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China: Striking teachers in Yantai protest salary cuts
On June 15, videos of teachers in Yantai City, Shandong province, chanting slogans against wage cuts and related information about their industrial action were uploaded to Chinese social media.
The striking teachers, from dozens of public schools in the Kaifa District of Yantai City, were protesting cuts to their pay in the district. The industrial action, which occurred during the local high school entrance exams, won wide attention and social media discussion.
Strikers posted an open letter on social media, saying they had not been paid a promised Bonus Income for nearly two years and that their salaries were at “the salary level of ten years ago.” It said that many teachers had been directed to return previously issued Bonus Income payments.
The letter also stated that school bureaucrats had completely ignored the teachers’ demands and questions and that the district and city government administrators had refused to communicate with the teachers.
On June 16, the Kaifa District government issued a statement saying the teachers’ protest had been “properly resolved” but no public details were provided.
The district previously promised higher salaries to teachers to try to attract new recruits but, confronted with economic problems, the central government has directed local governments to reduce spending. As a result, many public sector workers have had their salaries slashed.
Cambodian police attack protesting NagaWorld casino workers
Police in Phnom Penh violently broke up a demonstration of about 70 former and current NagaWorld casino workers on June 27, injuring at least ten. Police claimed the protest in the middle of the Samdech Sothearos Boulevardwas illegal and disrupting traffic.
Hundreds of striking workers have been protesting outside the NagaWorld casino and hotel complex in Phnom Penh since mid-December, demanding reinstatement of 365 terminated union members and an end to alleged discrimination against the union. Workers have been threatened with fines and imprisonment if they continue protesting. Union leaders have been arrested on bogus charges of “incitement to commit a felony.”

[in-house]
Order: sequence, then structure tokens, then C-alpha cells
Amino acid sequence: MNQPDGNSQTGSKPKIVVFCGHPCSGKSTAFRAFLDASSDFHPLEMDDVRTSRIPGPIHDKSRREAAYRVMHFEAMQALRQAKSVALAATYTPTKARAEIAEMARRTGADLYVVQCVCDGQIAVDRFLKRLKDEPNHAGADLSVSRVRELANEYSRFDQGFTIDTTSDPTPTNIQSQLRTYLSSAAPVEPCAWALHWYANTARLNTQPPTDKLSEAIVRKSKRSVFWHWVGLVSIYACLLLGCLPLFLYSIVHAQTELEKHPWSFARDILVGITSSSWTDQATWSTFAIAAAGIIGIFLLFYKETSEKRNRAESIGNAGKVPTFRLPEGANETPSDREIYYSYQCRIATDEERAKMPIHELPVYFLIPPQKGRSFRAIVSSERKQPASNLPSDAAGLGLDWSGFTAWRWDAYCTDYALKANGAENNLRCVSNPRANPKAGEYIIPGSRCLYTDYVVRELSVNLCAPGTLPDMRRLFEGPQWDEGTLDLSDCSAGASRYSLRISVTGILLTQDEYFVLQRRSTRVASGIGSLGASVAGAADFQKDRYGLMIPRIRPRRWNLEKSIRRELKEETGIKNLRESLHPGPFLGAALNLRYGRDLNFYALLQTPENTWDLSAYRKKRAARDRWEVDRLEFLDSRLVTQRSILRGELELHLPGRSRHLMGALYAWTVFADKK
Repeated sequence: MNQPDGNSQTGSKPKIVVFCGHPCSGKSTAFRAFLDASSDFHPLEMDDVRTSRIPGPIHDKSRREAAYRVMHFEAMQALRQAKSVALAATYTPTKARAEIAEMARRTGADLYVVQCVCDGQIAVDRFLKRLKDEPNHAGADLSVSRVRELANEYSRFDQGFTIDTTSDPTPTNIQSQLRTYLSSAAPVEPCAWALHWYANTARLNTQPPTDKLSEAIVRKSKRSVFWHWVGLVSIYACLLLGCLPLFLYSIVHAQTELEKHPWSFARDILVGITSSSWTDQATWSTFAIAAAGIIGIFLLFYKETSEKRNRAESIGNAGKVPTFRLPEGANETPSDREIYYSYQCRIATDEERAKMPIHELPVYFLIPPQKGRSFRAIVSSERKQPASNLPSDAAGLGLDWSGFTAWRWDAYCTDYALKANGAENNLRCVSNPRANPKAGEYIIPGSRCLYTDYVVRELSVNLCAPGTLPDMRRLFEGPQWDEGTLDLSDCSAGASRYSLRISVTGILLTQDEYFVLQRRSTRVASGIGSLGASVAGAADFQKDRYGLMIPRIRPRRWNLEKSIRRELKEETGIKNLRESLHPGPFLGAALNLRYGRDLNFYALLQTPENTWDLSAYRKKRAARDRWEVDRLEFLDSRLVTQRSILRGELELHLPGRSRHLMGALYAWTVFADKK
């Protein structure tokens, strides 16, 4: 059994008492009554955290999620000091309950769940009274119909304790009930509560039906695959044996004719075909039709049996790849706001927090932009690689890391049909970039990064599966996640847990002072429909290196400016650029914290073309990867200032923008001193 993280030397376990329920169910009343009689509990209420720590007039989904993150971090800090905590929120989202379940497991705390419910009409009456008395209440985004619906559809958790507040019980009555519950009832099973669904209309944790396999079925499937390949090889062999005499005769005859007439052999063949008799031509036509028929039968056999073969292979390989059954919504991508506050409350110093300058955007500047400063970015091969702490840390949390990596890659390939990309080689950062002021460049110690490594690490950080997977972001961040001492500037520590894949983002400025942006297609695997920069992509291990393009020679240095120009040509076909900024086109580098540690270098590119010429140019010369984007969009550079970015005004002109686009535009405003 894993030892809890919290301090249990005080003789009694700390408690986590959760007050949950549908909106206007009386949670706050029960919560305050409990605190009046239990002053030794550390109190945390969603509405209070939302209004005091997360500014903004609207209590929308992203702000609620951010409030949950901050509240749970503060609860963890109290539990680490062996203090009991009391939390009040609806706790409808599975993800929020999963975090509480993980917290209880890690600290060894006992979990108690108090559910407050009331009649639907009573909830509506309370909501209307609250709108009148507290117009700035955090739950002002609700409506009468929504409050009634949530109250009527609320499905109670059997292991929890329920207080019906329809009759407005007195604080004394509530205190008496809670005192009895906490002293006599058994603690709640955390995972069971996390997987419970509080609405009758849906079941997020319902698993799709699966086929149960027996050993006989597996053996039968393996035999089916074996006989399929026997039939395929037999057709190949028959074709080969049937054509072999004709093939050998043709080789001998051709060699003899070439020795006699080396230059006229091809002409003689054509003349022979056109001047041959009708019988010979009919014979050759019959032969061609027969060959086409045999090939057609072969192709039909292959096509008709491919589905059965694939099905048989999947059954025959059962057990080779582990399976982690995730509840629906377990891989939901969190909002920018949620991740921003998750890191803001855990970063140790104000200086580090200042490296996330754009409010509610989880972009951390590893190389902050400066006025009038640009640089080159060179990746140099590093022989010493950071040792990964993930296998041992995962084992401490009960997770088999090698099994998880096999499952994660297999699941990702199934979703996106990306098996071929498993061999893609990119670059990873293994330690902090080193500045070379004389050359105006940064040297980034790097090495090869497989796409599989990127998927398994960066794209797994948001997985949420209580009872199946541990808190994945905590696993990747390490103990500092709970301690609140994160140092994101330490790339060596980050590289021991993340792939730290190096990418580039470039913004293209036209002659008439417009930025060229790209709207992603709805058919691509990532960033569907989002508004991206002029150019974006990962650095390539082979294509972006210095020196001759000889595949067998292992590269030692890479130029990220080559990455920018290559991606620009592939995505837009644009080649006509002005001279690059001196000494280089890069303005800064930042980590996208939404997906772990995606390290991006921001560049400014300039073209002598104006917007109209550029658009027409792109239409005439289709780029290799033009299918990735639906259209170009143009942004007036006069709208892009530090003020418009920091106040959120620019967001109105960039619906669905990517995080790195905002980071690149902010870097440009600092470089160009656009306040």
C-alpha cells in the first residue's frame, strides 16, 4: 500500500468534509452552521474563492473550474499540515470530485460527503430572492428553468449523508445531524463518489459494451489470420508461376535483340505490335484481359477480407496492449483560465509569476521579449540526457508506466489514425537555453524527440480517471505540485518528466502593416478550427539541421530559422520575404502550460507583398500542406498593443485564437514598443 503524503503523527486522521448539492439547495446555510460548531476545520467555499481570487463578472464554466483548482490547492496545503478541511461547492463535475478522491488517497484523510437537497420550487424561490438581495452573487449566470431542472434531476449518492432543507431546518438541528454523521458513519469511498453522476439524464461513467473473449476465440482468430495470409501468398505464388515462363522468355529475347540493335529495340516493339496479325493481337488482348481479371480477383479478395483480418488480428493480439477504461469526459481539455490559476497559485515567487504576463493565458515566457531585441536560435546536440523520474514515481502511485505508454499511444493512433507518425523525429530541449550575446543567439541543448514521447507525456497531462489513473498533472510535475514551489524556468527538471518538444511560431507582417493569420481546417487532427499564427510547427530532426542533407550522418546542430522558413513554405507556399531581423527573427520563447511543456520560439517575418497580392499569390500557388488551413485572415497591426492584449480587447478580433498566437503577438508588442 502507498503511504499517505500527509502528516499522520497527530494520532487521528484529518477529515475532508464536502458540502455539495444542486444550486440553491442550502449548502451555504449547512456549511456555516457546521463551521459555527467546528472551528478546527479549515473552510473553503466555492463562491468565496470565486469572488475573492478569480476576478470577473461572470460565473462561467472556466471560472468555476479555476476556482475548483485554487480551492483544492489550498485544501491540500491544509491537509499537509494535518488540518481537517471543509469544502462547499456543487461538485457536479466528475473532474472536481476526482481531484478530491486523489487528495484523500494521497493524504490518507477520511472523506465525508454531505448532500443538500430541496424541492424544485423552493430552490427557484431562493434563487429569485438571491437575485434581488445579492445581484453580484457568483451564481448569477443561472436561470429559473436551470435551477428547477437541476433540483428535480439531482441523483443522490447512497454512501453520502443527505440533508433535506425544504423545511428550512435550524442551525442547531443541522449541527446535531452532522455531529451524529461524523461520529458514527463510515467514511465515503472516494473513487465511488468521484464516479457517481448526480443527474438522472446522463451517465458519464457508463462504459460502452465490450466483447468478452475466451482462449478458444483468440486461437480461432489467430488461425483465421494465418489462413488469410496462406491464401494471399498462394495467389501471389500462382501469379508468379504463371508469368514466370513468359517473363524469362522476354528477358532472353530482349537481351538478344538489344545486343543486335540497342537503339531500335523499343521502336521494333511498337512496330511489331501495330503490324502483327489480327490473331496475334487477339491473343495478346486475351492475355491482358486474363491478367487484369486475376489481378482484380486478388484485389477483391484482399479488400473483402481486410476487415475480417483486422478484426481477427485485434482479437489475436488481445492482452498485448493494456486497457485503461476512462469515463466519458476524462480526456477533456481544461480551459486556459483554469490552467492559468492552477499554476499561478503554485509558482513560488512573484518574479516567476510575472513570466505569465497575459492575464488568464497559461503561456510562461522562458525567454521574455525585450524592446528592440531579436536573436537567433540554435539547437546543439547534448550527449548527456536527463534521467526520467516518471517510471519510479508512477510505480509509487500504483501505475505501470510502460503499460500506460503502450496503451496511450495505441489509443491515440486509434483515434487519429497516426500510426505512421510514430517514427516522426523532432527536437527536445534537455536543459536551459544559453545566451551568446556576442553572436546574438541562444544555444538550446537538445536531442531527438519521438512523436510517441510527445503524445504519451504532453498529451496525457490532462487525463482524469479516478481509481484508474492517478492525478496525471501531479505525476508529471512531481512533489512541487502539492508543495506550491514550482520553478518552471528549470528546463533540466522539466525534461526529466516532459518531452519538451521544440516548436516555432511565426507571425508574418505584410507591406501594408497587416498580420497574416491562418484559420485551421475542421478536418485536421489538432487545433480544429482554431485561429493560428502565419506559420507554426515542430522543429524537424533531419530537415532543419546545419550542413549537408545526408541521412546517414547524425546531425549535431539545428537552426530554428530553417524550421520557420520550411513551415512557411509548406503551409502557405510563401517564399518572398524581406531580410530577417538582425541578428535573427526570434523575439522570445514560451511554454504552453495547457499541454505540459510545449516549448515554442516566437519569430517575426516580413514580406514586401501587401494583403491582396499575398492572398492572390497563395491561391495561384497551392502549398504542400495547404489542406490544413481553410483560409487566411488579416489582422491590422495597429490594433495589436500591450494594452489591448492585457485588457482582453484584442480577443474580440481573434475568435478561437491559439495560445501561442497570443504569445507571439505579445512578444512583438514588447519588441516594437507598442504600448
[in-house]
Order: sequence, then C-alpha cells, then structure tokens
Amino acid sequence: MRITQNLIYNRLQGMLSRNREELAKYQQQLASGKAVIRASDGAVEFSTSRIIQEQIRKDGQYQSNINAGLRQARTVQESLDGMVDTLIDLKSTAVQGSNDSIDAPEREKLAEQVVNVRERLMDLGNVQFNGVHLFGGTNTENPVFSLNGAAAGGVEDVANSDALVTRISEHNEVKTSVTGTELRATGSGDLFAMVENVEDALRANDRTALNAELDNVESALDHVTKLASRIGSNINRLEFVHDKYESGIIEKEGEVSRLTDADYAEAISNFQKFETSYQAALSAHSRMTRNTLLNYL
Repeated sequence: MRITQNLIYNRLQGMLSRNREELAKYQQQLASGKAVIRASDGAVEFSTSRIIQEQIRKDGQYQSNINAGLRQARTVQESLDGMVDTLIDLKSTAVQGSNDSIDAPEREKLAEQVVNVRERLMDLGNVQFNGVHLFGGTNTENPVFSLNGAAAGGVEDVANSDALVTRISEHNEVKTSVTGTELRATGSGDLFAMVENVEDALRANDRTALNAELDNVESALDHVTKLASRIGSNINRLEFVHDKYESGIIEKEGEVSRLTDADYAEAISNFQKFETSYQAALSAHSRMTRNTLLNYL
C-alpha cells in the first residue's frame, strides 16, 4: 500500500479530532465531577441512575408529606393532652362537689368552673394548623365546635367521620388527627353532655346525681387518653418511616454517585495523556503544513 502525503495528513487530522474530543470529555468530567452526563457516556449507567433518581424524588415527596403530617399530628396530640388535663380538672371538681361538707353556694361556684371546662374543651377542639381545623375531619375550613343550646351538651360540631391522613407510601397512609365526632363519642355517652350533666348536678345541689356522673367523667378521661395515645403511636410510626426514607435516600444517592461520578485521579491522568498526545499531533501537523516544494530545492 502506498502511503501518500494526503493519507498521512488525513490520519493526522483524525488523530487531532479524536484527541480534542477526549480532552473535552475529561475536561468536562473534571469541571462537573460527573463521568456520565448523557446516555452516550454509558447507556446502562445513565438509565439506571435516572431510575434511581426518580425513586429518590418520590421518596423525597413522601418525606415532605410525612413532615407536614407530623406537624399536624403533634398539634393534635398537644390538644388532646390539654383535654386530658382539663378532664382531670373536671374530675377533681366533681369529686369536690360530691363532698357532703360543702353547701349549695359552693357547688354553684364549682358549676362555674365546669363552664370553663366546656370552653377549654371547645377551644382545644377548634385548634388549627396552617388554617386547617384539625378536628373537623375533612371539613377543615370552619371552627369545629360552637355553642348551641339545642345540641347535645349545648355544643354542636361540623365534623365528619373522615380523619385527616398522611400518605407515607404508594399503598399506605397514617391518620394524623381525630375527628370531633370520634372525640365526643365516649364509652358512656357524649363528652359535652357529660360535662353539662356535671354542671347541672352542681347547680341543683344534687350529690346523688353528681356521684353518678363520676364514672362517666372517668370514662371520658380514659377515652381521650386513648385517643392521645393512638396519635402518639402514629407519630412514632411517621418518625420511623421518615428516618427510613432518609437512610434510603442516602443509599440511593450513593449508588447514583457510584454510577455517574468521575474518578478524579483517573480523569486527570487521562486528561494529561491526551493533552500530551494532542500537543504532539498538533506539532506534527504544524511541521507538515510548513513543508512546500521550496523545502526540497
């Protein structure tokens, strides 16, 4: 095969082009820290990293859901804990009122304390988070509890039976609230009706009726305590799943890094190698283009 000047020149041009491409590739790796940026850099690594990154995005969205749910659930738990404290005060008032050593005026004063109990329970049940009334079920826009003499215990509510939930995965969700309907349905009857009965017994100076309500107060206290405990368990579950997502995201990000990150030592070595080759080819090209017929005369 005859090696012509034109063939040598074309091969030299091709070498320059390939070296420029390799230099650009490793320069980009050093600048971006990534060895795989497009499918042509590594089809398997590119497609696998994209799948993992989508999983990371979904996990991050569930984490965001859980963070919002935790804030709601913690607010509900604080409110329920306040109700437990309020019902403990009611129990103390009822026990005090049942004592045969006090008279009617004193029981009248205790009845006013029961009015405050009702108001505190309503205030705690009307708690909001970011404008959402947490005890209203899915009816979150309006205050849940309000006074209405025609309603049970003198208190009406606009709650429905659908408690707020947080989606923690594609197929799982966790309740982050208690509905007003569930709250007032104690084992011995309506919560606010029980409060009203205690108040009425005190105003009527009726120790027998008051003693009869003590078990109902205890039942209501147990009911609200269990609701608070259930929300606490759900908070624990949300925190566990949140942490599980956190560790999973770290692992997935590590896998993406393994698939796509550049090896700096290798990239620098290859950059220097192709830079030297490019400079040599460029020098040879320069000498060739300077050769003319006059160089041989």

In April last year, the Hong Kong-owned complex used the COVID-19 pandemic as the excuse to restructure its operations, sacking 1,329 of its 8,000-strong work force and targeting the union organisation. Only 85 workers accepted a severance payout, which the union claimed was less than what is required by law. Workers said management had refused to negotiate with the union, insisting that they represent themselves in severance discussions.
A protesting worker told media, “I will continue to strike until there’s been a resolution because we Cambodians have the right to express ourselves.” As well as the reinstatement of union members, workers want a review of termination packages to bring them in line with Cambodia’s Labor Law.
India: Tamil Nadu municipal contract workers in Coimbatore demand permanency
Over 100 contract workers from the Coimbatore Municipal Corporation protested on Monday to demand permanent jobs and a wage increase.
The Coimbatore Contractual Labourers Welfare Union, covering conservancy workers, drivers and other contract workers, said some of the workers had been on contract for 15 years and only paid 333 rupees ($US4.2) per day. Workers want this increased to 700 rupees a day and to be employed directly by the corporation.
Delhi rural childcare workers protest illegal sackings